While the first D.C. Grey Market I attended had the atmosphere of an exclusive yet welcoming party, the one two Saturdays ago on July 17 was much more like a hipster farmers’ market (in a good way). As the market is designed specifically to highlight local, food-based businesses that are not fully licensed, it made perfect sense. Being in a parking lot or trendy bar made no difference to the fact that the Grey Market still maintained the friendly feel of home-grown business.
I was particularly excited for this Grey Market because it was on a Sunday. With his job as a line cook, my husband works every Friday and Saturday, making it impossible for him to attend many events. As he would one day like to run his own cafe, I thought that the Grey Market could be a great place to hawk his wares. It would allow him to see if the general public would be interested in buying his products without needing to rent a professional kitchen or making goods en masse. If he found a product worth pursuing, participating could even help him become official, as part of the market fee (a mere $2) goes directly towards helping small businesses get licensed.
As it turned out, we had a great time. One of the best parts of the Grey Market is the vast number of samples. As Chris has managed to make entire lunches out of mall food court samples, he thought it was fantastic. Among many others, we sampled chunks of whoopie pies from Downhome D.C. Baked Goods, bought curry stuffed mushrooms from Nataras’ Raw Vegan Foods, and ate mac and cheese and a crabcake from two different vendors that I sadly can’t recall.
The other great thing about the Grey Market is the willingness and interest of the vendors to talk to the attendees. Although farmers’ markets often tout the idea of “getting to know your farmer,” I’m sometimes a little intimidated for no real reason. But as most of the Grey Market vendors are just starting up, they love to share their enthusiasm for their food – and sell it to you as a bonus!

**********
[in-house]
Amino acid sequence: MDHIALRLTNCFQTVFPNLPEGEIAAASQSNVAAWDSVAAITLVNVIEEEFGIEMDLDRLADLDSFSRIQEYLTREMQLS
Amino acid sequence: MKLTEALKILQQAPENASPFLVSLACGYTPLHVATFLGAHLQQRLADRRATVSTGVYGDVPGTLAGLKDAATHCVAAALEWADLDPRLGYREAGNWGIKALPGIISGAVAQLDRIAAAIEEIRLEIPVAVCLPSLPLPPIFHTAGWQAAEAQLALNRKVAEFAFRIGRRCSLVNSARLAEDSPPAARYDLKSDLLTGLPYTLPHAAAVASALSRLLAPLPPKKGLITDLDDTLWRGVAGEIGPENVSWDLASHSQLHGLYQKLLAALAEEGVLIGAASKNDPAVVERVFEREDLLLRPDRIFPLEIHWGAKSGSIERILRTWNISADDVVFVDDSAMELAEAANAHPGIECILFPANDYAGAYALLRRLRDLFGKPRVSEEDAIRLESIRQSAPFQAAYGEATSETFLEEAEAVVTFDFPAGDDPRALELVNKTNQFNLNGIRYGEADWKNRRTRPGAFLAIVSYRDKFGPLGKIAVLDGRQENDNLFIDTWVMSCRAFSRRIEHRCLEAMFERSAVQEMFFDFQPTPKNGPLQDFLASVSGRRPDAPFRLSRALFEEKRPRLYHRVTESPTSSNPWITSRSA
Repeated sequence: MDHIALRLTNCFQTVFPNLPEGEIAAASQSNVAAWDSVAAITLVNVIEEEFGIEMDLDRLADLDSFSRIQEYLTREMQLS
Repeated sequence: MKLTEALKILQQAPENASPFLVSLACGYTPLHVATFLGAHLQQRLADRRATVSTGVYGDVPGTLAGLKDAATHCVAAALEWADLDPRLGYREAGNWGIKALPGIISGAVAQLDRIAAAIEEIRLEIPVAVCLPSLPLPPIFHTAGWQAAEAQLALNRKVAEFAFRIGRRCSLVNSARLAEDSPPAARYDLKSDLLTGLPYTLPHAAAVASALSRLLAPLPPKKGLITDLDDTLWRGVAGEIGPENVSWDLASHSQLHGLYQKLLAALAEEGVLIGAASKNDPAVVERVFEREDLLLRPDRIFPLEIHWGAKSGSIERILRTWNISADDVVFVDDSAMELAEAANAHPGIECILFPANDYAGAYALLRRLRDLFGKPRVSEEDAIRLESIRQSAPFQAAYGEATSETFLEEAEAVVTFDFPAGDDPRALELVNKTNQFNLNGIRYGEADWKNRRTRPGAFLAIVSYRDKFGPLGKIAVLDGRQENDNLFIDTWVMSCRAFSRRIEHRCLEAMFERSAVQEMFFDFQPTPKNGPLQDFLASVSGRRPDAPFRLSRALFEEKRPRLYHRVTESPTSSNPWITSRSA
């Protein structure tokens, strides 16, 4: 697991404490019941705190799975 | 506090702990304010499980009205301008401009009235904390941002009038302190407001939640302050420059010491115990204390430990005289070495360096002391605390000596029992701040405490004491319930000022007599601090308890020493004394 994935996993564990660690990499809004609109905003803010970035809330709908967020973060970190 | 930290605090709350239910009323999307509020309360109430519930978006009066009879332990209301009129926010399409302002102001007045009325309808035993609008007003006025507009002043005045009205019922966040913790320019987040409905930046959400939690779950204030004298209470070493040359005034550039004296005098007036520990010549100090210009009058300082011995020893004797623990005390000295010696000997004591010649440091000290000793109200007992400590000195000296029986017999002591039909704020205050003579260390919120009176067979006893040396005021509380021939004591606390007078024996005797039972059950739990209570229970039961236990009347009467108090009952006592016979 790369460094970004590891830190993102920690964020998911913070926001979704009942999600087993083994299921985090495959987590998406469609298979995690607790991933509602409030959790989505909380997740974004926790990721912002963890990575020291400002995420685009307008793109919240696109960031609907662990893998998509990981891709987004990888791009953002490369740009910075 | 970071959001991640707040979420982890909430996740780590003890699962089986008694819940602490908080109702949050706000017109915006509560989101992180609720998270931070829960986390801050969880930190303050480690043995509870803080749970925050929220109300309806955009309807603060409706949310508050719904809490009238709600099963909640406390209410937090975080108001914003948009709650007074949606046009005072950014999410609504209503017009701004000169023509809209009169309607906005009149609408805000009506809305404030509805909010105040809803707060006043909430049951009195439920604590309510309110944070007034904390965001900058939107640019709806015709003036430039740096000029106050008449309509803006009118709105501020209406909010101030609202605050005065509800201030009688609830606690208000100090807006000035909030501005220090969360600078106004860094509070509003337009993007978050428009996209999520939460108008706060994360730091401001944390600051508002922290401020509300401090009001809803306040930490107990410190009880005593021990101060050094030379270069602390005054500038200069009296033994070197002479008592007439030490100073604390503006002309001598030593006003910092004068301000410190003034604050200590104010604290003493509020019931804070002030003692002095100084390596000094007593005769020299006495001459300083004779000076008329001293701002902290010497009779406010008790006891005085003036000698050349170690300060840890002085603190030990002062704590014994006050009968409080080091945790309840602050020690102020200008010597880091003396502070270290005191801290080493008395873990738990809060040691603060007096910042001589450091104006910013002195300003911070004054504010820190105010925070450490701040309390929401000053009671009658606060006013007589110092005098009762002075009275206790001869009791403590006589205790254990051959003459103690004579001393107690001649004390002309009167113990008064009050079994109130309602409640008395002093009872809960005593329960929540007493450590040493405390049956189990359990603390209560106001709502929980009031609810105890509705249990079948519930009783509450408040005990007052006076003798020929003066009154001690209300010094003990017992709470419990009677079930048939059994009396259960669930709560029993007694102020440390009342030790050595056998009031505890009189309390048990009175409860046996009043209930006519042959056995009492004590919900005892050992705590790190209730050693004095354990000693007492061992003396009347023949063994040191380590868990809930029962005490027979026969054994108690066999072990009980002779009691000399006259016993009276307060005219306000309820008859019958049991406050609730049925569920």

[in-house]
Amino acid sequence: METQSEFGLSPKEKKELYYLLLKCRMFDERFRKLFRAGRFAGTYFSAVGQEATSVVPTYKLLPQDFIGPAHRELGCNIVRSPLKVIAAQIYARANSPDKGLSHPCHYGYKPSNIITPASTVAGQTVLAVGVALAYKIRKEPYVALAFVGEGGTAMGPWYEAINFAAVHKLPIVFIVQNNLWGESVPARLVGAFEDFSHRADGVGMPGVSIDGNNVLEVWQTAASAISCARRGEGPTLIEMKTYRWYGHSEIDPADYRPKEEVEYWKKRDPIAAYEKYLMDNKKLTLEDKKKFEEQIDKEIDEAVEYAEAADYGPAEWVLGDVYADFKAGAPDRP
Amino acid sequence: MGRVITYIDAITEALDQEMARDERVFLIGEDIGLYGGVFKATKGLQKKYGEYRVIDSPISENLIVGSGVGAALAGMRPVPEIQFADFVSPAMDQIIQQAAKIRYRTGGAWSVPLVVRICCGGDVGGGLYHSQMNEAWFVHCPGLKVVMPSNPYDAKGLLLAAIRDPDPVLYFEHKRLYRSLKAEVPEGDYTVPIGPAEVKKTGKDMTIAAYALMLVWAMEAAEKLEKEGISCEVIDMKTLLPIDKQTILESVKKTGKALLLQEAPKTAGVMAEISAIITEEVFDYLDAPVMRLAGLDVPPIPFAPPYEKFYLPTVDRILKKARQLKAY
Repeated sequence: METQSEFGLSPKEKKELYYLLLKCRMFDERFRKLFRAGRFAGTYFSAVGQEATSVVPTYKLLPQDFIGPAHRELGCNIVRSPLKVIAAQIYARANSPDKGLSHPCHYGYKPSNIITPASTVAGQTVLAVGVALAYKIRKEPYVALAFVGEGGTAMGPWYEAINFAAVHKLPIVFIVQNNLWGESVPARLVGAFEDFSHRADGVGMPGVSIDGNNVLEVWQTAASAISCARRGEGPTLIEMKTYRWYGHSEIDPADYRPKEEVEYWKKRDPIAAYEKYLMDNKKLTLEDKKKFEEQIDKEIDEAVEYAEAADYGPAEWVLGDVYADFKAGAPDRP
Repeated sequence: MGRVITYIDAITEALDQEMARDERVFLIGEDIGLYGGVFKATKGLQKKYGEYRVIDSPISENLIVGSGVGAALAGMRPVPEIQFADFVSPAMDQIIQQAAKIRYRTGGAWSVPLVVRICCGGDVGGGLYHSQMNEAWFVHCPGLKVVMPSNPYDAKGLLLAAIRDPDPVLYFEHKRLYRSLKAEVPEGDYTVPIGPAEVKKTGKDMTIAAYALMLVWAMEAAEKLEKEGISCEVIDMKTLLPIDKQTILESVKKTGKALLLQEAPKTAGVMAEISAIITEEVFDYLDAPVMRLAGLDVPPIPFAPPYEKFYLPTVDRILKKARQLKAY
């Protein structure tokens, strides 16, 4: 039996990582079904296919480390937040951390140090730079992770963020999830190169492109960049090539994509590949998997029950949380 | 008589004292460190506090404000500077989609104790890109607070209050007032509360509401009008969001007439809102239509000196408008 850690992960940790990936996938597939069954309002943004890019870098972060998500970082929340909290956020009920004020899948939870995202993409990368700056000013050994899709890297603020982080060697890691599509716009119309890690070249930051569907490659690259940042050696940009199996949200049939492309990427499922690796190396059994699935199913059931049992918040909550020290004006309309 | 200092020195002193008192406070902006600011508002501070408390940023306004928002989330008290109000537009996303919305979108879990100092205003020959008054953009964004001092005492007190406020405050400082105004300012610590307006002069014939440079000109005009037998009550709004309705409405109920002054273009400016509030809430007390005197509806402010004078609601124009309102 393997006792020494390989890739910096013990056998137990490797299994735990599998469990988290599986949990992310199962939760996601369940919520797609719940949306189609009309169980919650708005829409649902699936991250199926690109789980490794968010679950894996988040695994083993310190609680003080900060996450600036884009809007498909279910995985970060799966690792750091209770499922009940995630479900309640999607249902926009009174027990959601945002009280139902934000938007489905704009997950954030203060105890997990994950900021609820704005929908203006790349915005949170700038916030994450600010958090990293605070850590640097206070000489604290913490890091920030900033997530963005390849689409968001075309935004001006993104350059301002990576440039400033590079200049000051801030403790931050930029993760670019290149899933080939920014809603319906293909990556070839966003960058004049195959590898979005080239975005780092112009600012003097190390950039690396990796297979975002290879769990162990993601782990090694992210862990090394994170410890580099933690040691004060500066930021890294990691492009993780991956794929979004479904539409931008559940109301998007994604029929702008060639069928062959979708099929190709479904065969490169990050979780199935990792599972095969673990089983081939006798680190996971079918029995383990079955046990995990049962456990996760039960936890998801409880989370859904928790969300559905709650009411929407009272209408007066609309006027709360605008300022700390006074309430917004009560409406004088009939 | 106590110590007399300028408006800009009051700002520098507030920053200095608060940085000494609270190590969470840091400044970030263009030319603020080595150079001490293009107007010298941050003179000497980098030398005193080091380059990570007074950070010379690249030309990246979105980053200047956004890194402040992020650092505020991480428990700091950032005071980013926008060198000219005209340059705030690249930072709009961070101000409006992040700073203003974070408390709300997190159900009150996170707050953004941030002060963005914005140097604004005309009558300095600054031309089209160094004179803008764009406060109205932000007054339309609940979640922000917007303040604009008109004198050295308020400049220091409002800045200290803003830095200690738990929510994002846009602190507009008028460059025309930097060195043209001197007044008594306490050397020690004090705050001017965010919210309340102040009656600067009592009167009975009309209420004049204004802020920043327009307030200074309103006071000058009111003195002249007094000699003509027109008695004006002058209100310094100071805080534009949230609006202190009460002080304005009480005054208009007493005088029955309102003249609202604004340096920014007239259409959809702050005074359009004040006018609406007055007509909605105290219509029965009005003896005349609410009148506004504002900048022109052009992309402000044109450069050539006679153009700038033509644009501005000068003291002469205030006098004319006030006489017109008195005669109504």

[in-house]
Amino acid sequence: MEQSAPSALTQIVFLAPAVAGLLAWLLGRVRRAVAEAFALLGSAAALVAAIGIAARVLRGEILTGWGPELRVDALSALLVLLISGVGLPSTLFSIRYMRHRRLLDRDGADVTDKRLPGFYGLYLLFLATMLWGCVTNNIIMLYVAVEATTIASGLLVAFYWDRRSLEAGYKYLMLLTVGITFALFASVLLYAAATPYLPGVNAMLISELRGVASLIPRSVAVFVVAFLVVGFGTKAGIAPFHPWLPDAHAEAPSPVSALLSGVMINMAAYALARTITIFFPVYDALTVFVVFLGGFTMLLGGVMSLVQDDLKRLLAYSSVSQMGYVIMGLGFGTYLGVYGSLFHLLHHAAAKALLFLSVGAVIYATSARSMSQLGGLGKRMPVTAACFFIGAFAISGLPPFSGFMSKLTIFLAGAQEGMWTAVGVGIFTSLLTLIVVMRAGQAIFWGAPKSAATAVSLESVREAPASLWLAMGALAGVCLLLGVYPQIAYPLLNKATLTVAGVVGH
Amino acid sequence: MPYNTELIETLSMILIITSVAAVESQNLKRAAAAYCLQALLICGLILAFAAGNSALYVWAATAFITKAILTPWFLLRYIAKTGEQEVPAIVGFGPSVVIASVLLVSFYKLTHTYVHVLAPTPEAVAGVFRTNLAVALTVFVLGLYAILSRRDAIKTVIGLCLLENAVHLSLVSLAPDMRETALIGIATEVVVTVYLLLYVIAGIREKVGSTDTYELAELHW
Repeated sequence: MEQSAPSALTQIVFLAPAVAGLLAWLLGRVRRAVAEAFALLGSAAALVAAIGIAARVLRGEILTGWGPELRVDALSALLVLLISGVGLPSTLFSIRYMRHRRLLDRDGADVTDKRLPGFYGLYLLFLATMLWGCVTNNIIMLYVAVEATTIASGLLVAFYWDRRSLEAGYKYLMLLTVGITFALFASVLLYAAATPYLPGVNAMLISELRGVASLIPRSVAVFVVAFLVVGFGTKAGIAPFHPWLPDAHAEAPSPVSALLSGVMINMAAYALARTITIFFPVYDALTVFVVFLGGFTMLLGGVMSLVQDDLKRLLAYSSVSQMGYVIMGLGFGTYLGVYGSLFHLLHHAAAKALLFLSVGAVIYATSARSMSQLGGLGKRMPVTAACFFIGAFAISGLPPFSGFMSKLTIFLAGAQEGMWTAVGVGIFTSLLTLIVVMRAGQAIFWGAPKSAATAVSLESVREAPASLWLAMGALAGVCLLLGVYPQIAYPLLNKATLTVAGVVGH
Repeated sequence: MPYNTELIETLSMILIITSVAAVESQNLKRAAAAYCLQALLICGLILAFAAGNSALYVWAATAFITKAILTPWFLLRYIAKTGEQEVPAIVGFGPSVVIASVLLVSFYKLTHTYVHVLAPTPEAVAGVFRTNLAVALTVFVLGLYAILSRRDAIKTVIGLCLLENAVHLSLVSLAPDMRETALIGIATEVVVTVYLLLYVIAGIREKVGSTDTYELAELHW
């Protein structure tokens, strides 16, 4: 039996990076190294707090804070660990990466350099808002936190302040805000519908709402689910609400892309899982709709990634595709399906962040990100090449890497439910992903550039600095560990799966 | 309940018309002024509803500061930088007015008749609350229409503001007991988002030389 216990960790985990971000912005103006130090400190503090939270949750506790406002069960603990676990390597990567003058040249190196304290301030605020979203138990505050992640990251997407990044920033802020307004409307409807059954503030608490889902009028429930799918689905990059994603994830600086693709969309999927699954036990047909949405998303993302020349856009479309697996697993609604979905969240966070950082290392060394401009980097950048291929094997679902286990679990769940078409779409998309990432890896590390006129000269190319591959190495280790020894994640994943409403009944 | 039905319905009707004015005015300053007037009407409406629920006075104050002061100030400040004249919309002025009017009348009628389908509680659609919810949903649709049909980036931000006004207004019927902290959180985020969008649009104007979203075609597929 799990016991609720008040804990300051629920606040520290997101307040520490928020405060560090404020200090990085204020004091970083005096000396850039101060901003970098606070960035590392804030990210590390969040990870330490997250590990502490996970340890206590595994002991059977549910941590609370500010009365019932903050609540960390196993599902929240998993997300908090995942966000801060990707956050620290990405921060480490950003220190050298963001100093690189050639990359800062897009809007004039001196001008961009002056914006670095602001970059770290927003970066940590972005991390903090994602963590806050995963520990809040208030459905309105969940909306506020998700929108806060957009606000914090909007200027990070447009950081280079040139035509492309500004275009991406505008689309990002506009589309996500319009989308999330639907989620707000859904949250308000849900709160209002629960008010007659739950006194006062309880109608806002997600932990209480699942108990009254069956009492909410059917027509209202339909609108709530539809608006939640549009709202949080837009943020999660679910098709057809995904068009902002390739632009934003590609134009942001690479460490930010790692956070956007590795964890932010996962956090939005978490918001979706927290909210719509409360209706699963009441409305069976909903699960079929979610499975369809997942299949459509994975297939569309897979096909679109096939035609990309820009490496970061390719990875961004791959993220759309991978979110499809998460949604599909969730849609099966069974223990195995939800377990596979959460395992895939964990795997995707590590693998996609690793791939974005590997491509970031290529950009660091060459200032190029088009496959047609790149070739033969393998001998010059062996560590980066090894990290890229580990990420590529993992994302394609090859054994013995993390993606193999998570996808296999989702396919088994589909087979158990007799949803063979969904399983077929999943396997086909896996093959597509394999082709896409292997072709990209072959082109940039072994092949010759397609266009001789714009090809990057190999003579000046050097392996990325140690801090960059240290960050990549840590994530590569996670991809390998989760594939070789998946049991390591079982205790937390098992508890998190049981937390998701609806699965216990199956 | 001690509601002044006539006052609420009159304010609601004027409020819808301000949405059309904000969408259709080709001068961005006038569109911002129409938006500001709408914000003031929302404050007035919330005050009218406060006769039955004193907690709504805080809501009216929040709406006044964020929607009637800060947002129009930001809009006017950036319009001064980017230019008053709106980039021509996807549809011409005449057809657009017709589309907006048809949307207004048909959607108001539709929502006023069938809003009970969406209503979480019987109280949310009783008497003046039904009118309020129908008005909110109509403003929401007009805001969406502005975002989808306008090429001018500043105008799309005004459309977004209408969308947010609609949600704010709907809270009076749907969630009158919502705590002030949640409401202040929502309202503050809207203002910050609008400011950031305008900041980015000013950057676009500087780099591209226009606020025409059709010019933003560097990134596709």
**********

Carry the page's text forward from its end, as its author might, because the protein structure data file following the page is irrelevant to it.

One of the most lovely stories was from candy company The Sweetness. One of the two owners talked about how his grandmother started making chocolates during WWII. Since then, she sent his family handmade candy for Christmas every year. Now, he’s carrying on the tradition with her recipes. Now, this would be a lovely but irrelevant story if the chocolates were “meh.” But as I had a sample of the chocolate-peanut-butter bon-bons and they were fantastic, the story just upped the “Wow!” factor.
Similarly, when I commented to Chris that the name of the business Late Night Jams was cute, the owner explained that it was truth-in-advertising. Because she has a 5-month-old son, the only time she ever had to make her products was after 10 PM!
Both these stories built that essential connection that is often missing or falsely created in our industrialized food system. Knowing your farmer is nice, but so is knowing your candymaker, your baker, your jam-maker and much, much more.
Of course, there’s room for fanciful thinking as well. Sra Hobbs’ Kick Ass Salsa has a whole story about a kick-boxing lady on the back of their business cards. Although she very well may be the originator of said salsa, neither of the two dudes manning the booth looked at all like her. Crunkcakes is another company that plays with expectations. Taking the current child-like fascination with cupcakes, Crunkcakes brings it to an adult level with alcohol-infused cakes and frostings. We had a “Dirty Pillow,” which was tres leches cake soaked in rum and topped with whipped cream. As the owner there said to a little girl eying their confections, “This is not kid-friendly.”
Overall, another successful Grey Market, hopefully one of many. With so many people under- or unemployed, I’m seeing more entrepreneurs than ever before, trying to find their own way in this tough economy. I wish them all the best of luck, and hope that I’ve been able to provide them a little boost.